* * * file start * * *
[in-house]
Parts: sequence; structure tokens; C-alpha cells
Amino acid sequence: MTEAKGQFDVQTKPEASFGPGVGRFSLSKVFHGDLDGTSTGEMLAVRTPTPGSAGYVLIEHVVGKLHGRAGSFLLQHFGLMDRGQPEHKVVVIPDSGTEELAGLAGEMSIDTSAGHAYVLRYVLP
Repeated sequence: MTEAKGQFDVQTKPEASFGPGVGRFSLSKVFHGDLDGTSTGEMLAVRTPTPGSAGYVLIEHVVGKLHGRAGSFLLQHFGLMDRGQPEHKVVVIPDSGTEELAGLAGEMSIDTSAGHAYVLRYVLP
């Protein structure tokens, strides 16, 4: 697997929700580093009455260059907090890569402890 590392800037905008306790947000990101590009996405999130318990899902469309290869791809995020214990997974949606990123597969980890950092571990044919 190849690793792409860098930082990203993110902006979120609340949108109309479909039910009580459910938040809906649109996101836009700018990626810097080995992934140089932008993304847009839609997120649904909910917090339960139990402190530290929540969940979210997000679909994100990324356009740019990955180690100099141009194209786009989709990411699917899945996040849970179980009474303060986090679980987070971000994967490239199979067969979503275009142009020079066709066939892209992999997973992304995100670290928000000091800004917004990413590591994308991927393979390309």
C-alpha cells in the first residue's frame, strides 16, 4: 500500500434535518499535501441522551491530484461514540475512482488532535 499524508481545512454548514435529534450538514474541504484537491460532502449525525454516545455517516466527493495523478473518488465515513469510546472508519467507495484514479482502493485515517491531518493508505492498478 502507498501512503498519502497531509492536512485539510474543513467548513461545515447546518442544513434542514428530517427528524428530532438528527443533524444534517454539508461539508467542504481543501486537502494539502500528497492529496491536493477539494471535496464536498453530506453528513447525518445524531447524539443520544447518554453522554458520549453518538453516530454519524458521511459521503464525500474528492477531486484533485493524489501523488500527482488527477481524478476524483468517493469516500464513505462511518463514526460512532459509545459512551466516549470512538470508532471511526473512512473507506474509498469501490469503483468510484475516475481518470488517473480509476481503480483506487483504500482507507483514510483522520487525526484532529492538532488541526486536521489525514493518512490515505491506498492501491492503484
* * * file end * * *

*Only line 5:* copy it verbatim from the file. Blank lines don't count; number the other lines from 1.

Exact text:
């Protein structure tokens, strides 16, 4: 697997929700580093009455260059907090890569402890 590392800037905008306790947000990101590009996405999130318990899902469309290869791809995020214990997974949606990123597969980890950092571990044919 190849690793792409860098930082990203993110902006979120609340949108109309479909039910009580459910938040809906649109996101836009700018990626810097080995992934140089932008993304847009839609997120649904909910917090339960139990402190530290929540969940979210997000679909994100990324356009740019990955180690100099141009194209786009989709990411699917899945996040849970179980009474303060986090679980987070971000994967490239199979067969979503275009142009020079066709066939892209992999997973992304995100670290928000000091800004917004990413590591994308991927393979390309």